Lecture delves into women’s effect on politics

Women and men turned out one week before Election Day to discuss the role of women in politics, from legislative seats to the executive suite.

As part of its “Run Up to the 2016 Election series,” the University of Iowa Public Policy Center hosted a lecture titled “The Effect of Women in Politics” Tuesday night in the Old Capitol Senate Chamber featuring *Time* political correspondent Jay Newton-Small.
“We’re really excited to talk about something that could become, in fact, quite relevant after the election and think about what the role is of women in government and how they change the outcome of government,” Associate Professor Tracy Osborn said, the director of the politics and policy research program in the UI Public Policy Center.

Newton-Small began her lecture by describing the backstory behind her book *Broad Influence*. She noted that women in the legislative branch played a particularly powerful role around 2013, when the government almost shut down.

By promoting collaboration despite the tension brought on by a gridlocked bipartisan government, Newton-Small, said women in politics at that time shattered the notion that the Senate was a “boys’ club,” making up 20 percent of the Senate and producing 75 percent of the legislation that became law during that period.

“You can’t have progress be one-sided,” she said. “It cannot just be dozens of Democratic women that are all working. They have to reach out across the aisle and have partners to work with.”

Iowa women formed a bipartisan organization called 50-50 in 2020 to solve this problem. The organization aims to increase the number of women represented in the state government, especially in a governor’s position, as well as allow women involved in politics to work together no matter their political party identification.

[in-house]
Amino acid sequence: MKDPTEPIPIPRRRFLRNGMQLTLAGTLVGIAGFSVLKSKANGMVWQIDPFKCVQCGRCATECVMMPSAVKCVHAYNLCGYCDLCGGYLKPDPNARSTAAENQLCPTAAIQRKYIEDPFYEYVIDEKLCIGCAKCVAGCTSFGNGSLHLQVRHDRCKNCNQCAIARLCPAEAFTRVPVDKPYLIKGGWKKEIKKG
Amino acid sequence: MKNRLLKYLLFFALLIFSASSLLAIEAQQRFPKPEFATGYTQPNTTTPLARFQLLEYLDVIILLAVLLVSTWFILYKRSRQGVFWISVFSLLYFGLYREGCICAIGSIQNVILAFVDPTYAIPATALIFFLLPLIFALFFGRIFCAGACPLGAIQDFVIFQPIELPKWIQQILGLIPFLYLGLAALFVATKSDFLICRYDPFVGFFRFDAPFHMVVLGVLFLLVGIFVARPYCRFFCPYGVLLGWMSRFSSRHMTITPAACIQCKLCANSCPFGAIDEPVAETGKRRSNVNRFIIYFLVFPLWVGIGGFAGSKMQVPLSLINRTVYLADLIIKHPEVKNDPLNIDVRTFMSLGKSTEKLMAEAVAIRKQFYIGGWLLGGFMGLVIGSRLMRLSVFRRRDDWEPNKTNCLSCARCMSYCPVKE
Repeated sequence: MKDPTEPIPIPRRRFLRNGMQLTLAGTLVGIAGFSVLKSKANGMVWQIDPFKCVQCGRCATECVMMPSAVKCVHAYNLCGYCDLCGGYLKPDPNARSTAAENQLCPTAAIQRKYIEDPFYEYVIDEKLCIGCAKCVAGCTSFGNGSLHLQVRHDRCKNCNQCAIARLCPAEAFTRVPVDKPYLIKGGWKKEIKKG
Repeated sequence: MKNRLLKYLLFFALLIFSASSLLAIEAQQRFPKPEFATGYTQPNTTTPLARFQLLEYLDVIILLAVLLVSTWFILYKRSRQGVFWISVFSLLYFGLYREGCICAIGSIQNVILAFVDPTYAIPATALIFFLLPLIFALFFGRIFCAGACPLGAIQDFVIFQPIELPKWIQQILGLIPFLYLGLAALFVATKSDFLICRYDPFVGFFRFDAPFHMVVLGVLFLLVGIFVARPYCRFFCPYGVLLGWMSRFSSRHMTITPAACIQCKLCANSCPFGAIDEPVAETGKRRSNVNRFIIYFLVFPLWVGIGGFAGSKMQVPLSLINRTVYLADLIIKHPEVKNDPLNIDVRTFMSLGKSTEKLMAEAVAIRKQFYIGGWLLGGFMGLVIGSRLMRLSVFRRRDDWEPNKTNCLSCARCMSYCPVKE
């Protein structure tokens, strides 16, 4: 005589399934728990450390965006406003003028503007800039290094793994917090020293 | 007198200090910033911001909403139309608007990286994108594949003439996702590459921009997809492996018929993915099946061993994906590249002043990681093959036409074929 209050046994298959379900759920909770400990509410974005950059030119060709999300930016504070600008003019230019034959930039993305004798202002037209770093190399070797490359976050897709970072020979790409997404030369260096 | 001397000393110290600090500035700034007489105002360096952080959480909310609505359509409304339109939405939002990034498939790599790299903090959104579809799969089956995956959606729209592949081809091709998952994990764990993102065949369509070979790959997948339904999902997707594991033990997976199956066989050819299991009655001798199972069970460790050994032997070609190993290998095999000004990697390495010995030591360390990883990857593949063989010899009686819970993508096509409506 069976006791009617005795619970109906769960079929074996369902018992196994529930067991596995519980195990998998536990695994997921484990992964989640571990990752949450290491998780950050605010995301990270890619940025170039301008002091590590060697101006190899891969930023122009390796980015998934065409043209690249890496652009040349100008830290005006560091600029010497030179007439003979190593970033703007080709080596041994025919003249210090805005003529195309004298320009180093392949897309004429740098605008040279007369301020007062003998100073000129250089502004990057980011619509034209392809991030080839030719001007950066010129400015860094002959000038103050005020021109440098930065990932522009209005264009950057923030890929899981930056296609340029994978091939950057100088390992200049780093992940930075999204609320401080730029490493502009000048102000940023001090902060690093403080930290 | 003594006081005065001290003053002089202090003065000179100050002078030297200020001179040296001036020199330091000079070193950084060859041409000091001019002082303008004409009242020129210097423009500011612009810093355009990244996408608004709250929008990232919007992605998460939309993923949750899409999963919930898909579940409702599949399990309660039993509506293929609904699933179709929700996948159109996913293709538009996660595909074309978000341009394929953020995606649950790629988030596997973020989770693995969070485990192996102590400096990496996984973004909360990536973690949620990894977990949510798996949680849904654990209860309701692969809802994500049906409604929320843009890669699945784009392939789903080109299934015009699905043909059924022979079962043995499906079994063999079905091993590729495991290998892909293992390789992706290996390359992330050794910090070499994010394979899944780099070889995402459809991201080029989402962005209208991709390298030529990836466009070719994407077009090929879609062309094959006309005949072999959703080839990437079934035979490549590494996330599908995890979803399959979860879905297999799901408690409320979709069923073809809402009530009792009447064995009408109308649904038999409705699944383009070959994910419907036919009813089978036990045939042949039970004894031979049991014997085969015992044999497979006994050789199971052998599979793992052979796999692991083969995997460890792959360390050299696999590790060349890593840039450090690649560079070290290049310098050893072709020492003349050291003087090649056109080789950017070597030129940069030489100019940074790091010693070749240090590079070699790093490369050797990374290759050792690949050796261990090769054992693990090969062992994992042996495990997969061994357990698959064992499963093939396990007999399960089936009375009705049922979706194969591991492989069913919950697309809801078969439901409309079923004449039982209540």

One of the organization’s co-heads, Jean Lloyd-Jones, a former member of the state Legislature, responded to audience questions with Newton-Small following the lecture.

Aside from the issue of looking beyond political polarization by working together with others, Lloyd-Jones and Newton-Small both emphasized that the low representation of women in politics stems from the way females are raised in American society.

“[Women] have been taught from babyhood that they’re not good enough,” Lloyd-Jones said.

She said men are used to building professional relationships, while women are less willing to speak publicly and truly take charge of their campaigns.

Figures such as former Secretary of State Hillary Clinton make many Americans so uncomfortable, Newton-Small said, because “we’re not used to hearing powerful women raise their voices.” She said she believes this will be problematic until there is a larger presence of women in politics, especially in the executive office.

Even at the UI, these attitudes have interfered with women’s willingness to take on leadership roles. During the panel, Donald Letendre, the dean of the College of Pharmacy, said he has observed that men grasp at leadership positions more readily than women, who he said seemed to express more incredulity at being offered opportunities for advancement.

Lloyd-Jones said, from her experience, women have problems asking for mentors when they need them and believe they need to know everything about a position before actually taking on the job. As for finding a solution for the problem, she was at a loss and instead charged Newton-Small with the task, eliciting laughter from the audience.

“You need to encourage women to help each other,” Newton-Small said.